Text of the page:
The New York Knicks are a team in transition. The hesitation to lock up their best player to a lucrative deal should tell you that. But the team can still get better now and keep their payroll in control for the Summer of 2010.
David Lee is due a big contract. He'll probably get offered somewhere around $10 million. The Knicks won't match that unless one thing happens. That thing would be for the Houston Rockets to lose out on Marcin Gortat and turn to New York for help at the center position. Yao Ming, of course, is done for the 2009/10 season. Eddy Curry would be that fit for Houston. He's working out and could be back to 2006/07 form. But that likely won't happen. The multimedia campaign for Gortat in Houston is ridiculous. A deal with another team is more realistic.
The Portland Trailblazers have been active this offseason. Not only do they have the hots for David Lee, but they're going hard after Hedo Turkoglu. The pursuit of Turkoglu has upset Spanish import Rudy Fernandez to the point where he's saying that he wants to go back to Europe and play.
The Knicks have a gaping hole at the shooting guard spot. Given that Wilson Chandler doesn't switch positions, Larry Hughes looks like the starter. So if the Knicks won't sign David Lee. Get him in a sign-and-trade situation with Portland. The deal goes down like this:
David Lee ($10 million/yr)
New York gets:
Rudy Fernandez ($1.2 million/yr)
Steve Blake (expiring $5 million) & Travis Outlaw (expiring $4 million) -OR- Darius Miles' contract (expiring $9 million)
The decision has to be made by Portland, in regards to Steve Blake. If the team can't get a point guard (Andre Miller is a possibility), Blake is staying put and Miles' contract will be dealt. If a point guard is found, Blake is expendable. Plus, moving Outlaw would create less of a battle for the small forward spot.
Either way, the Knicks lose approximately $1 million dollars off their 2010 budget, but that's more like a drop in the bucket. It certainly makes up for itself when there is a great 2-guard for the future included.
Sean Meagher of the Oregonian told me before the draft:
The only Blazers that are definitely not considered chips: Roy, Aldridge, Oden. The next tier would include Nic Batum, Rudy and Joel Przybilla. But I think outside of the first three, anyone could be traded. You have to give something to get something in return.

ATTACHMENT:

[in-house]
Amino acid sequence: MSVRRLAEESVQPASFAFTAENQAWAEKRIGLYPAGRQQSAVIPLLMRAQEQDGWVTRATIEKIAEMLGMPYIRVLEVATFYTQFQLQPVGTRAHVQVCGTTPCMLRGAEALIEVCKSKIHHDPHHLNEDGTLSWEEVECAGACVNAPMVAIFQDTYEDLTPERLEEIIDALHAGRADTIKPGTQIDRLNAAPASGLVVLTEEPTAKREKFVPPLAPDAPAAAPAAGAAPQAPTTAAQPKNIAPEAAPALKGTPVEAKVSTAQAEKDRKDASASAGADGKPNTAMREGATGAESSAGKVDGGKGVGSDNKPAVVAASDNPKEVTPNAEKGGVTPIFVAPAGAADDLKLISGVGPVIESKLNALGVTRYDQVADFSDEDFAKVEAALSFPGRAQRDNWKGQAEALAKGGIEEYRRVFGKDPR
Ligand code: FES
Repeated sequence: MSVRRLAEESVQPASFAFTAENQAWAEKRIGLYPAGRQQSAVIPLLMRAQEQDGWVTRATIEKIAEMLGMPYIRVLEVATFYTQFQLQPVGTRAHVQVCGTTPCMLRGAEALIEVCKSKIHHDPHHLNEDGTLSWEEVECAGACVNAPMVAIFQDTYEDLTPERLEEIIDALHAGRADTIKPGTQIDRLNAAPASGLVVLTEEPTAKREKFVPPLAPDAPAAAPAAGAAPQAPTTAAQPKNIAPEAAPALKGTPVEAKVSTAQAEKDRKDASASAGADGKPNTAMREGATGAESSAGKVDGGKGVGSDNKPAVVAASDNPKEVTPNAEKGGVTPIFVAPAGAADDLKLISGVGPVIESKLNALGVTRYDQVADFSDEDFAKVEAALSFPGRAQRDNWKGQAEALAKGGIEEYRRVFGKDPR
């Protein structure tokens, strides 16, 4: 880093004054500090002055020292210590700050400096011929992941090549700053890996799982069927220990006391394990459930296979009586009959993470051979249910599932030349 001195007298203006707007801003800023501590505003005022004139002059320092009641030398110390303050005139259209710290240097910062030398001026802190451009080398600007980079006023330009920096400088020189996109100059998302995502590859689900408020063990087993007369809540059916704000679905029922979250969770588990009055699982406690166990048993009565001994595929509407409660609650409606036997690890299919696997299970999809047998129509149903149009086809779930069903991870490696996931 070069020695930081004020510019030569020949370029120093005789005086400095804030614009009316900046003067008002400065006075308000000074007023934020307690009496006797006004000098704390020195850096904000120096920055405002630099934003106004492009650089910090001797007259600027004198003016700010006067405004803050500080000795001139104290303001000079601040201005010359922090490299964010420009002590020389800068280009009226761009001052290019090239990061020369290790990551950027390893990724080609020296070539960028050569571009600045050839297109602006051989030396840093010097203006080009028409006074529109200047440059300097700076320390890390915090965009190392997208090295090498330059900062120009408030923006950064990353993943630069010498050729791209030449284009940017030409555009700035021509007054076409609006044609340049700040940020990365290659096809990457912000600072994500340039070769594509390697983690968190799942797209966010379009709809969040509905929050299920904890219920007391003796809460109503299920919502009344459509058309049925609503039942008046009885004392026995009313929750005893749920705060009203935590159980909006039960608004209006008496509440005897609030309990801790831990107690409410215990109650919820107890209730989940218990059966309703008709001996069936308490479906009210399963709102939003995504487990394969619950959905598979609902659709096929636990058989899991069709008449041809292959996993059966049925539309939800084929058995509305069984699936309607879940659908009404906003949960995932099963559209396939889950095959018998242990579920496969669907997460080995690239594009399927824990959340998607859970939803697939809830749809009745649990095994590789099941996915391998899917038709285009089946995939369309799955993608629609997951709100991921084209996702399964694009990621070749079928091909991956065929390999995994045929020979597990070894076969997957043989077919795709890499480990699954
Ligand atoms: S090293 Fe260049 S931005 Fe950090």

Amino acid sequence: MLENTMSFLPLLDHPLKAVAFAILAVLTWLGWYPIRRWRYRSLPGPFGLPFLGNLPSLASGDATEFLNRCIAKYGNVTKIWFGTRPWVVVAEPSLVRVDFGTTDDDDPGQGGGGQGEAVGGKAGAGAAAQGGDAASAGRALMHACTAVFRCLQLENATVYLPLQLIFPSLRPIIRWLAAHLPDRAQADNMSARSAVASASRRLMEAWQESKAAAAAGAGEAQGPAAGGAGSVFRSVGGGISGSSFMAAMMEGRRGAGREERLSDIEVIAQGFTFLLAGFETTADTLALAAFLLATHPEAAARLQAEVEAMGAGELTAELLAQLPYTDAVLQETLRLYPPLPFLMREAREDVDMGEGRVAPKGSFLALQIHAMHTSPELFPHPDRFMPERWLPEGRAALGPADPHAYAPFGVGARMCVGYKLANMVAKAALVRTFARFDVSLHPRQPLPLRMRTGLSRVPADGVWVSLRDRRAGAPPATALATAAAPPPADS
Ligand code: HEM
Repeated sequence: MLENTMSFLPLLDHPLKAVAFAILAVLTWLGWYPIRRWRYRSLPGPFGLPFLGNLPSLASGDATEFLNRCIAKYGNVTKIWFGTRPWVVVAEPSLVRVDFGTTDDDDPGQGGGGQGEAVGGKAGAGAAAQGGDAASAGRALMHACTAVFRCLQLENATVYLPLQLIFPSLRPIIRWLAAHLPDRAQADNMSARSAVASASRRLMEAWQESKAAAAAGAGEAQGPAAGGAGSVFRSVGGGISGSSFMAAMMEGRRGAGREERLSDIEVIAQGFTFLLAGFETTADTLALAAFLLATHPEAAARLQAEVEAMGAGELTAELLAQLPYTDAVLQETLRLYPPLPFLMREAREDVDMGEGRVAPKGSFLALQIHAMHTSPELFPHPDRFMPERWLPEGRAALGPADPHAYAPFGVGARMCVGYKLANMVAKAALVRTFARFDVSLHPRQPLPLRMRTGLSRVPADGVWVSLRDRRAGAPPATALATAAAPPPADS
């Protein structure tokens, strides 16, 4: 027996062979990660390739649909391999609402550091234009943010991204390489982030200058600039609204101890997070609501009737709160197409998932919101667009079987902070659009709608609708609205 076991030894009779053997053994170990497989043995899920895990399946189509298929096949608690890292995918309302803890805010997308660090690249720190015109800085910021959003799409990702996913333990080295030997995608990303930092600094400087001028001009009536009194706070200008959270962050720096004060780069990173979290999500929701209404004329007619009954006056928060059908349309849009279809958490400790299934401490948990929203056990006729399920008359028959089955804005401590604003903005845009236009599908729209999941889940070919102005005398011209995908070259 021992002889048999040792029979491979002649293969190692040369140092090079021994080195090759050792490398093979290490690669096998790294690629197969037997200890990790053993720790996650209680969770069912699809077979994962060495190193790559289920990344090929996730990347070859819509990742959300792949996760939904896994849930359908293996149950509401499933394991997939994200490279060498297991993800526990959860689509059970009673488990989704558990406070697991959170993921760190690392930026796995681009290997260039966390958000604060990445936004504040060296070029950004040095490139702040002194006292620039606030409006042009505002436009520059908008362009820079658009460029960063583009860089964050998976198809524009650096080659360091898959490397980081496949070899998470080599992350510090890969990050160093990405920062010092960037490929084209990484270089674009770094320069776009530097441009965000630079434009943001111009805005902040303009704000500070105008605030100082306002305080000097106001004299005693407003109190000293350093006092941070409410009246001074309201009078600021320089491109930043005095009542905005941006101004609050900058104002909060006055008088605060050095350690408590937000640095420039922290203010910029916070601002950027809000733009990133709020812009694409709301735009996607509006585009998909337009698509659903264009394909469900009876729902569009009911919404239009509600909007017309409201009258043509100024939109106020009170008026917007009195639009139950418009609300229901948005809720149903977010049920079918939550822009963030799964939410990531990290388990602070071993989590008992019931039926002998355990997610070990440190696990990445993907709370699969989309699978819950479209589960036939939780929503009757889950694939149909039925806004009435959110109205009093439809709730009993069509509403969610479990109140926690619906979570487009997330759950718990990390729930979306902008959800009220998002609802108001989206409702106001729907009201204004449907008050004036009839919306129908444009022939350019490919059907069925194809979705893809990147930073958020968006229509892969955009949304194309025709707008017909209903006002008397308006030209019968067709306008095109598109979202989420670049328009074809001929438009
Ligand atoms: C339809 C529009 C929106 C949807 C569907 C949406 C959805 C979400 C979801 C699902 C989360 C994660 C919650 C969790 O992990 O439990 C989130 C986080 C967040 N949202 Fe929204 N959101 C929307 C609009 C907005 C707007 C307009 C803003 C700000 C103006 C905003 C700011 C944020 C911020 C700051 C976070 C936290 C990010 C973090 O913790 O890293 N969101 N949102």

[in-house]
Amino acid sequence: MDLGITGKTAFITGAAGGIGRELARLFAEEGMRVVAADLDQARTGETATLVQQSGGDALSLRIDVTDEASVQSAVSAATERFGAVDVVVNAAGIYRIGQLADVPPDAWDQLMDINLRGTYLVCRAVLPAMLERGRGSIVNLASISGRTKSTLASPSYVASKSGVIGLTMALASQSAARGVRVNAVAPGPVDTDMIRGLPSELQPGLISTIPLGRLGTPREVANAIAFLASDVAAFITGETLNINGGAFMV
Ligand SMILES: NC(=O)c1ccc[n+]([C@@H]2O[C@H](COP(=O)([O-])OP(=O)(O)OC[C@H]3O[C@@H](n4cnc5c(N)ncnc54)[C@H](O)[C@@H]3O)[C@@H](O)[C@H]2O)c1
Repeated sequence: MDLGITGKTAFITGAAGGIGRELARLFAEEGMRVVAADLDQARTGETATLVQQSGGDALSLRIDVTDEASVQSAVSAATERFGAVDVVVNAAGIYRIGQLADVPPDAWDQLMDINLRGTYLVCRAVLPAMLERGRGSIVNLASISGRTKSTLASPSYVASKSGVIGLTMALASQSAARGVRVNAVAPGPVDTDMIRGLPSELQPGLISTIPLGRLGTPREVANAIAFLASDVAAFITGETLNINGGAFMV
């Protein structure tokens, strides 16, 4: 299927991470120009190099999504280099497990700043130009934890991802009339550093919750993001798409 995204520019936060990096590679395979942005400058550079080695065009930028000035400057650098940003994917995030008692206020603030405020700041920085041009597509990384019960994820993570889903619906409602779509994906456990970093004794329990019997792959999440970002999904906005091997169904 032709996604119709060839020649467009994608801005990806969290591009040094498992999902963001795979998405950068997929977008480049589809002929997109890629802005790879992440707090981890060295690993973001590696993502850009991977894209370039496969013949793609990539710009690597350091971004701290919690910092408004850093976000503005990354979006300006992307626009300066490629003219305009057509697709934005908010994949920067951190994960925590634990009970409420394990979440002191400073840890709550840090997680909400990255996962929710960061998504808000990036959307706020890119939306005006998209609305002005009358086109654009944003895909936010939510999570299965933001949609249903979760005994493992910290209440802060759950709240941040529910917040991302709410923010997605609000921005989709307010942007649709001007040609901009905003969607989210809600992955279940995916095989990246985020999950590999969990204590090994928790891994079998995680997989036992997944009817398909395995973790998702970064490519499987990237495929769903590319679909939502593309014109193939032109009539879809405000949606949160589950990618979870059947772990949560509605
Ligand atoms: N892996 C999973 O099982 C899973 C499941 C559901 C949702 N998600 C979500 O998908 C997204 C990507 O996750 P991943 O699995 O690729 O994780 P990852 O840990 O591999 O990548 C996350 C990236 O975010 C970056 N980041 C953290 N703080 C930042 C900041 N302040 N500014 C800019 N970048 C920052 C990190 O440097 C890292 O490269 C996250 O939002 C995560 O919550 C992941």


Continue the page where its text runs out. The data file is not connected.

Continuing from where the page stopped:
As Kevin Pritchard likes to say, he’ll do whatever he can to make this team better. And as we’ve seen in drafts past, he’s not afraid to move players. ...KP won’t make a move unless he knows he’s getting better by doing so.
He ended by saying "I don’t think Rudy is untouchable, but the offer would have to be pretty stellar for KP to trade away someone he worked so hard to bring over."
The offer is, in fact, stellar. Rudy doesn't even want to be there. The stars are aligned for this to go down.
Look, I was against not re-signing David Lee 100%. He's too great of a player, not just for the team, but for the city of New York, and I still hope he comes back. But if Rudy Fernandez is brought back, I would move Lee. Jordan Hill was drafted as a backup plan for Lee and it might just come in use. Lee for Rudy is a no-brainer.
--If the deal is in fact pulled off, the next question becomes 'Can the Knicks bring in Ricky Rubio and still be under the cap for 2010?'
The answer to that is a bit more unclear than a trade for Rudy Fernandez. The Timberwolves would need a guard back for Rubio. If Larry Hughes could be dealt, New York would have to take Etan Thomas' expiring $7.5 million contract.
That would shave another $3-4 million off the 2010 budget, but would probably be worth it. Reconnecting the Rubio-Rudy duo could be very valuable, especially under D'Antoni's scheme.
Nate Robinson could be a possibility for a sign-and-trade, but no one seems to want him. Depending on what Robinson gets, Jared Jeffries could be involved in that deal, but it's very uncertain. There is no market for Nate Robinson yet.
UPDATE: The Oregonian reports:
The "news" that Rudy Fernandez is "infuriated" with the Trail Blazers for their interest in Hedo Turkoglu comes as a surprise to coach Nate McMillan and general manager Kevin Pritchard, both of whom had separate conversations with the guard earlier this week on the phone.
"I just spoke with Rudy two days ago, to see how he was doing, and he said he was doing fine and that he was happy,'' McMillan said. "I talked to him about our moves, and how we did in the draft, and why we did what we did in the draft and he was fine with it. We talked about Sergio (Rodriguez) and he was OK with everything we've done.''
Pritchard said he "had a good conversation" with Fernandez on Monday.
"We joked around,'' Pritchard said. "And we had a fantastic exit interview. He talked about how excited he was to come back.''
Pritchard said he has not spoken with Fernandez since the ESPN report came out Wednesday afternoon, but he did leave a message for Fernandez to call him.
That could mean anything at this point, but since no one has spoken to Fernandez today, I'll have to guess that he is unhappy.